(HealthDay News) — From 2006 to 2013 there was an increase in the number of emergency department visits for herpes zoster (HZ), according to a study published in JAMA Dermatology.
Erica D. Dommasch, MD, from the Beth Israel Deaconess Medical Center in Boston, and colleagues used data from the Nationwide Emergency Department Sample data set for temporal trends in the number of visits and costs for treatment of HZ in emergency departments from 2006 through 2013. Patients were stratified by age, and population-based rates were estimated.
The researchers identified 1,350,957 emergency department visits for HZ from 2006 to 2013, representing 0.13% of all US emergency department visits. From 2006 to 2013 there was an increase in the percentage of HZ-related emergency department visits from 0.13% to 0.14% (8.3% increase). This increase was driven by patients aged 20 to 59 years (increase of 22.8%), while decreases were seen in the proportion of emergency department HZ visits for patients aged 18 to 19 years (from 0.03% to 0.02%; −39.6%) and for patients aged 60 years and older (from 0.28% to 0.25%; −10.9%). The overall adjusted total and mean charges for HZ-related emergency department visits increased from 2006 to 2013 for all age groups.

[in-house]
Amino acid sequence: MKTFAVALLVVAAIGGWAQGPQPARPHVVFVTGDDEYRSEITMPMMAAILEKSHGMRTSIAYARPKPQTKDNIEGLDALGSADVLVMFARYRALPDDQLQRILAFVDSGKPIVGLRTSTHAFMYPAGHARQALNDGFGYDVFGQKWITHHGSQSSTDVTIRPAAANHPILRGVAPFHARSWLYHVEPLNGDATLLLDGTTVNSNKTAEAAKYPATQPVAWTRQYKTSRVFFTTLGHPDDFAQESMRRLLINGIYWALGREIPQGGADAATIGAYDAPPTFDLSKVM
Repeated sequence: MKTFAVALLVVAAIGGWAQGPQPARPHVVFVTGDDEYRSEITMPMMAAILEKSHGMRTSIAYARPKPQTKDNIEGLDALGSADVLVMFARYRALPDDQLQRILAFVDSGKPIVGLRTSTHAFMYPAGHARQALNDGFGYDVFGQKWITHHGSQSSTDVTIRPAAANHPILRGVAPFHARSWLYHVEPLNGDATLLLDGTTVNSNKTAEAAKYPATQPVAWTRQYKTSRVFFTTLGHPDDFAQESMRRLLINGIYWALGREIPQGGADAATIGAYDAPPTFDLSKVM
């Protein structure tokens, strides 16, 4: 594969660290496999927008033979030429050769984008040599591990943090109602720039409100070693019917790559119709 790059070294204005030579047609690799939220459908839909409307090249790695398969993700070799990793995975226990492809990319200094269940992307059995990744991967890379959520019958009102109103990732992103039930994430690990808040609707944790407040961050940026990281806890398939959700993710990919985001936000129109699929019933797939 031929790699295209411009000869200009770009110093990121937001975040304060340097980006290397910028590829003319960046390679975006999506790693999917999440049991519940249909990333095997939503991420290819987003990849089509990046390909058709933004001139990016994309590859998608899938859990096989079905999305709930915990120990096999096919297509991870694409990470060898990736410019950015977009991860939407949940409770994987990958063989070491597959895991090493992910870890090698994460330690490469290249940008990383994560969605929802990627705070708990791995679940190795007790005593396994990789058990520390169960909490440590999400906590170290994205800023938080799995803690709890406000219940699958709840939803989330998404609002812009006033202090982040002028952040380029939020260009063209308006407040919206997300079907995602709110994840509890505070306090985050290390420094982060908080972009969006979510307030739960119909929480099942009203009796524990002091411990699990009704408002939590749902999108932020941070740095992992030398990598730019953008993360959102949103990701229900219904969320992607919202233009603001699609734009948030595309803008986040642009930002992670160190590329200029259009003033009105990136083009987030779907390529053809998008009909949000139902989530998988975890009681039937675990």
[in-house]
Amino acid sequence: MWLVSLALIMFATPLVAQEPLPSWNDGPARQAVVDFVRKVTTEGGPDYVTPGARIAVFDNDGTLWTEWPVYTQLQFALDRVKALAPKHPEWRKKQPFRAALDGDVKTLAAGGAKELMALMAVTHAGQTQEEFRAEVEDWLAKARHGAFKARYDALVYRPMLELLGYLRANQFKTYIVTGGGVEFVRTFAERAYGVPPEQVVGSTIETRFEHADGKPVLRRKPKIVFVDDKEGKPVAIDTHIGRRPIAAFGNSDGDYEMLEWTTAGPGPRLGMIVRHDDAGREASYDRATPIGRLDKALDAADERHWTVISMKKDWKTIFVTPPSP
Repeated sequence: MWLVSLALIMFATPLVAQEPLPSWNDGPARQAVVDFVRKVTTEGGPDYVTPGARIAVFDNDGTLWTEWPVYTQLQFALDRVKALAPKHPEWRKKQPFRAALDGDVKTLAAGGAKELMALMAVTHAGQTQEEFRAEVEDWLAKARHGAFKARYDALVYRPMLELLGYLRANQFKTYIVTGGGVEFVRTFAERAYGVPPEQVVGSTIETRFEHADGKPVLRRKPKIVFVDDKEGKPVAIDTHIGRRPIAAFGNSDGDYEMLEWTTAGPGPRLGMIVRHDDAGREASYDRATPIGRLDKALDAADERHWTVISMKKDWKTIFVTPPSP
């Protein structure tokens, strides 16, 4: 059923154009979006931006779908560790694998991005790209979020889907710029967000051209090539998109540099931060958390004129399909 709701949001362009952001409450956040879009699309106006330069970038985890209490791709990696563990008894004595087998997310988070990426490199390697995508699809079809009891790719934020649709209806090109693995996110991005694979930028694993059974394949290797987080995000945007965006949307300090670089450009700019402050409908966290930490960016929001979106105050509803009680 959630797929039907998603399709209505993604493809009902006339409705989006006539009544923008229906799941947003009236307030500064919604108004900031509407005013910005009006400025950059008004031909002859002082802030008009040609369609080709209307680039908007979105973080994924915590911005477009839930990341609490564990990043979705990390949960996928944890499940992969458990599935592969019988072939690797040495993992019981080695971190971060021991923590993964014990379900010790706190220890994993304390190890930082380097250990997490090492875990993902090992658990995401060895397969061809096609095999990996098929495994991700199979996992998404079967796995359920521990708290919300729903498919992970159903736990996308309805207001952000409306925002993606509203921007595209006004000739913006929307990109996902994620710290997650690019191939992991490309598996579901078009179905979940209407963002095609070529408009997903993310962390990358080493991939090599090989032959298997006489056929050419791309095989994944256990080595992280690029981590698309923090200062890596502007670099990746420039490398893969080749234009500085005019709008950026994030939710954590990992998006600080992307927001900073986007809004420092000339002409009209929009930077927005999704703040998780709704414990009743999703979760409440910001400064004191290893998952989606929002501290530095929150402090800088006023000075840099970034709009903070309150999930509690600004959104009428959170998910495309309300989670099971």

“Further research is required to confirm these results and examine the drivers of increased emergency department costs,” the authors write.
- Dommasch ED, Joyce CJ, Mostaghimi A. Trends in nationwide herpes zoster emergency department utilization from 2006-2013. JAMA Dermatol. 2017. doi:10.1001/jamadermatol.2017.1546